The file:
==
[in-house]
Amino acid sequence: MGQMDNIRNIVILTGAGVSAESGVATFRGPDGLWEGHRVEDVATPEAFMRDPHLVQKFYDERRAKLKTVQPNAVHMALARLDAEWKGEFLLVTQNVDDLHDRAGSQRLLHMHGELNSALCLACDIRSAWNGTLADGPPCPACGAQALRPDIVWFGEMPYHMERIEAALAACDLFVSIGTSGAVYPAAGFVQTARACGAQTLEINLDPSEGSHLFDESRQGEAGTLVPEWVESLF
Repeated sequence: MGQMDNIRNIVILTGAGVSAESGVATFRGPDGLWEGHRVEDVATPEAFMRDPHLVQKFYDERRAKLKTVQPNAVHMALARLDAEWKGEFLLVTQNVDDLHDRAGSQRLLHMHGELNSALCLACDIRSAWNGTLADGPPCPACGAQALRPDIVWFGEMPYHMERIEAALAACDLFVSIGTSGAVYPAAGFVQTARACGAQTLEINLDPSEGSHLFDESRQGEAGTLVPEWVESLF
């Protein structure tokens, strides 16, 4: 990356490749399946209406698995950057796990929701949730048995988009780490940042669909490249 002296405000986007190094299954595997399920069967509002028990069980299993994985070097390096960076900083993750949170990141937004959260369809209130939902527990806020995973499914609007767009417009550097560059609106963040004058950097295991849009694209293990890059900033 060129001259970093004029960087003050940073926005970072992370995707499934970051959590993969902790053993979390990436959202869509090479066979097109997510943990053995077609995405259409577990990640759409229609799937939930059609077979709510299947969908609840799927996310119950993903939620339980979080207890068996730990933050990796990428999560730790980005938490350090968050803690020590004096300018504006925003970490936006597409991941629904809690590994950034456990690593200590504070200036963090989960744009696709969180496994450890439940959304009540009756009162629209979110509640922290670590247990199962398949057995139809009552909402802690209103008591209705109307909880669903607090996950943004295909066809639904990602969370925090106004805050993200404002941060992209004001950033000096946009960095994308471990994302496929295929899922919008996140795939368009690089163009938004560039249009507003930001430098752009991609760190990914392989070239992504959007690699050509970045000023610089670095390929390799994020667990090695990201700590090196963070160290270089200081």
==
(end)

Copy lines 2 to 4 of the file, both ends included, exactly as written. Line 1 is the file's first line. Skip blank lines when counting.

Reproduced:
Amino acid sequence: MGQMDNIRNIVILTGAGVSAESGVATFRGPDGLWEGHRVEDVATPEAFMRDPHLVQKFYDERRAKLKTVQPNAVHMALARLDAEWKGEFLLVTQNVDDLHDRAGSQRLLHMHGELNSALCLACDIRSAWNGTLADGPPCPACGAQALRPDIVWFGEMPYHMERIEAALAACDLFVSIGTSGAVYPAAGFVQTARACGAQTLEINLDPSEGSHLFDESRQGEAGTLVPEWVESLF
Repeated sequence: MGQMDNIRNIVILTGAGVSAESGVATFRGPDGLWEGHRVEDVATPEAFMRDPHLVQKFYDERRAKLKTVQPNAVHMALARLDAEWKGEFLLVTQNVDDLHDRAGSQRLLHMHGELNSALCLACDIRSAWNGTLADGPPCPACGAQALRPDIVWFGEMPYHMERIEAALAACDLFVSIGTSGAVYPAAGFVQTARACGAQTLEINLDPSEGSHLFDESRQGEAGTLVPEWVESLF
């Protein structure tokens, strides 16, 4: 990356490749399946209406698995950057796990929701949730048995988009780490940042669909490249 002296405000986007190094299954595997399920069967509002028990069980299993994985070097390096960076900083993750949170990141937004959260369809209130939902527990806020995973499914609007767009417009550097560059609106963040004058950097295991849009694209293990890059900033 060129001259970093004029960087003050940073926005970072992370995707499934970051959590993969902790053993979390990436959202869509090479066979097109997510943990053995077609995405259409577990990640759409229609799937939930059609077979709510299947969908609840799927996310119950993903939620339980979080207890068996730990933050990796990428999560730790980005938490350090968050803690020590004096300018504006925003970490936006597409991941629904809690590994950034456990690593200590504070200036963090989960744009696709969180496994450890439940959304009540009756009162629209979110509640922290670590247990199962398949057995139809009552909402802690209103008591209705109307909880669903607090996950943004295909066809639904990602969370925090106004805050993200404002941060992209004001950033000096946009960095994308471990994302496929295929899922919008996140795939368009690089163009938004560039249009507003930001430098752009991609760190990914392989070239992504959007690699050509970045000023610089670095390929390799994020667990090695990201700590090196963070160290270089200081």